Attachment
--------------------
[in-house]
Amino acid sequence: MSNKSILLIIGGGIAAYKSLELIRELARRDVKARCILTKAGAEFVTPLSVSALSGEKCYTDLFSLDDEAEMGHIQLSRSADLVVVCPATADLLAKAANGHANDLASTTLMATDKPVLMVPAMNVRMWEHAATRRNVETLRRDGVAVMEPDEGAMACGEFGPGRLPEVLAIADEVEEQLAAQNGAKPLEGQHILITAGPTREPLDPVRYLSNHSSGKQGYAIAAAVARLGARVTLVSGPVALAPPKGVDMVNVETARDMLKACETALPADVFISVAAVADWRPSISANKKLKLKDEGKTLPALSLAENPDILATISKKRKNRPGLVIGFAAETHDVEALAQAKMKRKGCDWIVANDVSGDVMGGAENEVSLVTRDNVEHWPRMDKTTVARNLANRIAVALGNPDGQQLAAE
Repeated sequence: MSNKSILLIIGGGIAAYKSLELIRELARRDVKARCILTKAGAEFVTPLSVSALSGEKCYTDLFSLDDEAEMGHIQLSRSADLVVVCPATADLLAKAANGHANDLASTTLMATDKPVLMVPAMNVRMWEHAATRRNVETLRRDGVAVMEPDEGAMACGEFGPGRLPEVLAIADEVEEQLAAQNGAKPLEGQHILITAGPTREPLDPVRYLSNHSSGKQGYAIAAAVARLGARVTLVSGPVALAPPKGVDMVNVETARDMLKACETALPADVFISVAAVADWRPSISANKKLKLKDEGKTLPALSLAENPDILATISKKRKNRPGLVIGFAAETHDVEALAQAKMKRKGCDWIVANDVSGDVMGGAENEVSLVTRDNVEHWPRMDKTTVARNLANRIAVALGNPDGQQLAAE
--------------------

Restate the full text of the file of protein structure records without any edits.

[in-house]
Amino acid sequence: MSNKSILLIIGGGIAAYKSLELIRELARRDVKARCILTKAGAEFVTPLSVSALSGEKCYTDLFSLDDEAEMGHIQLSRSADLVVVCPATADLLAKAANGHANDLASTTLMATDKPVLMVPAMNVRMWEHAATRRNVETLRRDGVAVMEPDEGAMACGEFGPGRLPEVLAIADEVEEQLAAQNGAKPLEGQHILITAGPTREPLDPVRYLSNHSSGKQGYAIAAAVARLGARVTLVSGPVALAPPKGVDMVNVETARDMLKACETALPADVFISVAAVADWRPSISANKKLKLKDEGKTLPALSLAENPDILATISKKRKNRPGLVIGFAAETHDVEALAQAKMKRKGCDWIVANDVSGDVMGGAENEVSLVTRDNVEHWPRMDKTTVARNLANRIAVALGNPDGQQLAAE
Repeated sequence: MSNKSILLIIGGGIAAYKSLELIRELARRDVKARCILTKAGAEFVTPLSVSALSGEKCYTDLFSLDDEAEMGHIQLSRSADLVVVCPATADLLAKAANGHANDLASTTLMATDKPVLMVPAMNVRMWEHAATRRNVETLRRDGVAVMEPDEGAMACGEFGPGRLPEVLAIADEVEEQLAAQNGAKPLEGQHILITAGPTREPLDPVRYLSNHSSGKQGYAIAAAVARLGARVTLVSGPVALAPPKGVDMVNVETARDMLKACETALPADVFISVAAVADWRPSISANKKLKLKDEGKTLPALSLAENPDILATISKKRKNRPGLVIGFAAETHDVEALAQAKMKRKGCDWIVANDVSGDVMGGAENEVSLVTRDNVEHWPRMDKTTVARNLANRIAVALGNPDGQQLAAE